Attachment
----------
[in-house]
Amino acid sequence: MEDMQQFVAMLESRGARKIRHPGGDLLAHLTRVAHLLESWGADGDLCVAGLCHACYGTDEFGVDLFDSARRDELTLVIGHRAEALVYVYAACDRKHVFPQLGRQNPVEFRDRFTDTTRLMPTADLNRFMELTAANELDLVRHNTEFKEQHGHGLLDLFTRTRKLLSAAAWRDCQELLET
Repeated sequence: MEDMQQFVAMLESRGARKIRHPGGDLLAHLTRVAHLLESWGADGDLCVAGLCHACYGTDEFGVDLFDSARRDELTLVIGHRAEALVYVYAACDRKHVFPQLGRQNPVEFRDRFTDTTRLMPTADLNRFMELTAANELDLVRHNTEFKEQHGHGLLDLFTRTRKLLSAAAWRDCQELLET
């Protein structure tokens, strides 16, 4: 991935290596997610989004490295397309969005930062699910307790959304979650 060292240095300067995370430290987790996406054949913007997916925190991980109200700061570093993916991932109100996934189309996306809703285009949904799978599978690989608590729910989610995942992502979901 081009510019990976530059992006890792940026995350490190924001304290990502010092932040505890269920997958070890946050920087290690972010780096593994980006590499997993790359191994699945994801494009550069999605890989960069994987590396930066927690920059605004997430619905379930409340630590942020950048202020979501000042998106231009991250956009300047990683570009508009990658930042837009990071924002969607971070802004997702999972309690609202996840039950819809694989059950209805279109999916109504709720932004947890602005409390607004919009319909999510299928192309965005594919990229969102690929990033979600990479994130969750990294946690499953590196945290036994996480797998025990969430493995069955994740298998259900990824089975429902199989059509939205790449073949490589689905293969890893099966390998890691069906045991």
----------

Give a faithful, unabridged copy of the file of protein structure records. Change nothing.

[in-house]
Amino acid sequence: MEDMQQFVAMLESRGARKIRHPGGDLLAHLTRVAHLLESWGADGDLCVAGLCHACYGTDEFGVDLFDSARRDELTLVIGHRAEALVYVYAACDRKHVFPQLGRQNPVEFRDRFTDTTRLMPTADLNRFMELTAANELDLVRHNTEFKEQHGHGLLDLFTRTRKLLSAAAWRDCQELLET
Repeated sequence: MEDMQQFVAMLESRGARKIRHPGGDLLAHLTRVAHLLESWGADGDLCVAGLCHACYGTDEFGVDLFDSARRDELTLVIGHRAEALVYVYAACDRKHVFPQLGRQNPVEFRDRFTDTTRLMPTADLNRFMELTAANELDLVRHNTEFKEQHGHGLLDLFTRTRKLLSAAAWRDCQELLET
């Protein structure tokens, strides 16, 4: 991935290596997610989004490295397309969005930062699910307790959304979650 060292240095300067995370430290987790996406054949913007997916925190991980109200700061570093993916991932109100996934189309996306809703285009949904799978599978690989608590729910989610995942992502979901 081009510019990976530059992006890792940026995350490190924001304290990502010092932040505890269920997958070890946050920087290690972010780096593994980006590499997993790359191994699945994801494009550069999605890989960069994987590396930066927690920059605004997430619905379930409340630590942020950048202020979501000042998106231009991250956009300047990683570009508009990658930042837009990071924002969607971070802004997702999972309690609202996840039950819809694989059950209805279109999916109504709720932004947890602005409390607004919009319909999510299928192309965005594919990229969102690929990033979600990479994130969750990294946690499953590196945290036994996480797998025990969430493995069955994740298998259900990824089975429902199989059509939205790449073949490589689905293969890893099966390998890691069906045991």